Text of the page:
Construct Your Pitch By Answering 5 Questions

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When you know the foundations of your pitch, life and business get easier. It’s the most basic asset you have as an entrepreneur, a leader or change-maker; it’s also one of your most powerful. With strong foundations in place you can easily give a keynote talk, create a brochure, build a new product, author a book or do game-changing deals.

The most important step is using these foundations in a nice logical order to share your ideas with others in a way that allows people to get enrolled in your vision.

There are many ways to structure a pitch but here’s one particular way that takes your idea and turns it into a journey for the person listening:

Who are you?
Make sure it’s clear to your audience who you are and why you’re worth listening to. You could state something that reinforces yourself, a respected friend who might introduce you, you could state your qualifications or any industry awards you hold.

What’s the problem?
The reason you’re in business is because you want to address a problem in the world. If there’s no problem, there’s no business. Try and show the problem using a story. Is it something you’ve personally experienced? Richard Branson tells the story about how he was stranded in an airport and wondered if there was a better way to run an airline.

What’s the solution?
Suggest your way of solving this problem and share your ideas freely. You might even explain the current solutions in place to solve this particular problem along with the advantages you have over them. Educate people on the key insights you have.

What do you want?
Finally, get them to share what you need in order to take the idea forward. Be specific, be bold and be clear about what you want and why. If you’re a dragon’s den fan, you know that 90% of entrepreneurs start their pitch with “I want this much money for this much equity”. This never works out because the dragons need to first be enrolled onto the business vision for them to see the real value before they part with their money. Entrepreneurs who end their pitch with what they want, always get what they want.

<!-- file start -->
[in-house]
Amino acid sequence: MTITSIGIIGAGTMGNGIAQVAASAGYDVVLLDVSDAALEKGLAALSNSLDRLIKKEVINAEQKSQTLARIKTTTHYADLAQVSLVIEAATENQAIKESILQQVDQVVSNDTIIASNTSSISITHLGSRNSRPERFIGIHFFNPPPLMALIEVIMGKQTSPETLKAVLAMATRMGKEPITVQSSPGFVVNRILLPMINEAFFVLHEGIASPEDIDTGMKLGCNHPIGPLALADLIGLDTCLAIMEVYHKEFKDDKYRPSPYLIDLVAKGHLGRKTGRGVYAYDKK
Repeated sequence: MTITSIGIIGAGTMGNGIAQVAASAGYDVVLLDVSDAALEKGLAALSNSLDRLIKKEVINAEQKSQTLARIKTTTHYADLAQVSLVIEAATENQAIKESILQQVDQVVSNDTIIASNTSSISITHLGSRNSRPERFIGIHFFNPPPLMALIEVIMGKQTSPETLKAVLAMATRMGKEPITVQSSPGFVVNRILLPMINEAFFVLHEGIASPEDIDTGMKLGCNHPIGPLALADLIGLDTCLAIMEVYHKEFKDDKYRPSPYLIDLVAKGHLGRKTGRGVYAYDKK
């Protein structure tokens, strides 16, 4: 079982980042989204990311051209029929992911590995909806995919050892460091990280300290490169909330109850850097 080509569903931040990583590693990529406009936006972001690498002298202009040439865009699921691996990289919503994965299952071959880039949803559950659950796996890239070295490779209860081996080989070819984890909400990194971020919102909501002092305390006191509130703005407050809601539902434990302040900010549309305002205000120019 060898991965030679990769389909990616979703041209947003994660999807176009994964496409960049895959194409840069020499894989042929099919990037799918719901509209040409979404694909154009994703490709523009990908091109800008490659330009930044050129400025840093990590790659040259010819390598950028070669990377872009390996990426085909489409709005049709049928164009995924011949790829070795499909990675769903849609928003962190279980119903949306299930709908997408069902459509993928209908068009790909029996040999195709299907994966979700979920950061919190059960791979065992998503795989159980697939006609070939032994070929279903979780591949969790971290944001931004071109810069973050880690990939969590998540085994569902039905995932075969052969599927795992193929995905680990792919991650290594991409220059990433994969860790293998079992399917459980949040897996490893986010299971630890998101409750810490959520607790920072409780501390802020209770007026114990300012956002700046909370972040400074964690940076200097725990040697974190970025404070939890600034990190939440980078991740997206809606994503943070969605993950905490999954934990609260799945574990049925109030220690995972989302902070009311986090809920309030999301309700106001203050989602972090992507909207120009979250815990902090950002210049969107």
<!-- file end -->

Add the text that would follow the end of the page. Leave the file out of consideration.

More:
What’s the bigger vision?
Don’t finish a pitch on a flat note. You want to finish with a story, an idea or a vision for the future that gets people excited and to want to work with you. People don’t often remember everything you said but they surely remember the way you left them feeling. Be sure to deliberately leave people feeling something positive.

You can use this structure to write out a pitch and rehearse it (at least a thousand times). It might seem a little too structured at first; but with practice you will develop so much clarity in your own mind that you’ll be able to talk about your business naturally and still hit these bases in the right order.

Come along and watch entrepreneurs use this very same pitch architecture this month at PitchFest. PitchFest is an evening event featuring ten entrepreneurs from the Key Person of Influence Accelerator, who pitch their idea to an open-invitation audience of over 100 business owners and high-profile judges.

This year’s judging panel includes, Julia Langkraehr (built 3 multimillion-pound businesses across Europe), Clive Rich (brokered £10bn worth of deals with Apple, Vodafone, Microsoft etc.), Dale Murray CBE (launched Vodafone NZ and introduced mobile top-ups) and Frank Wessely (advises a number of FTSE quoted companies.

You can get your tickets to PitchFest 17 HERE.

This article was first published on www.keypersonofinfluence.com.

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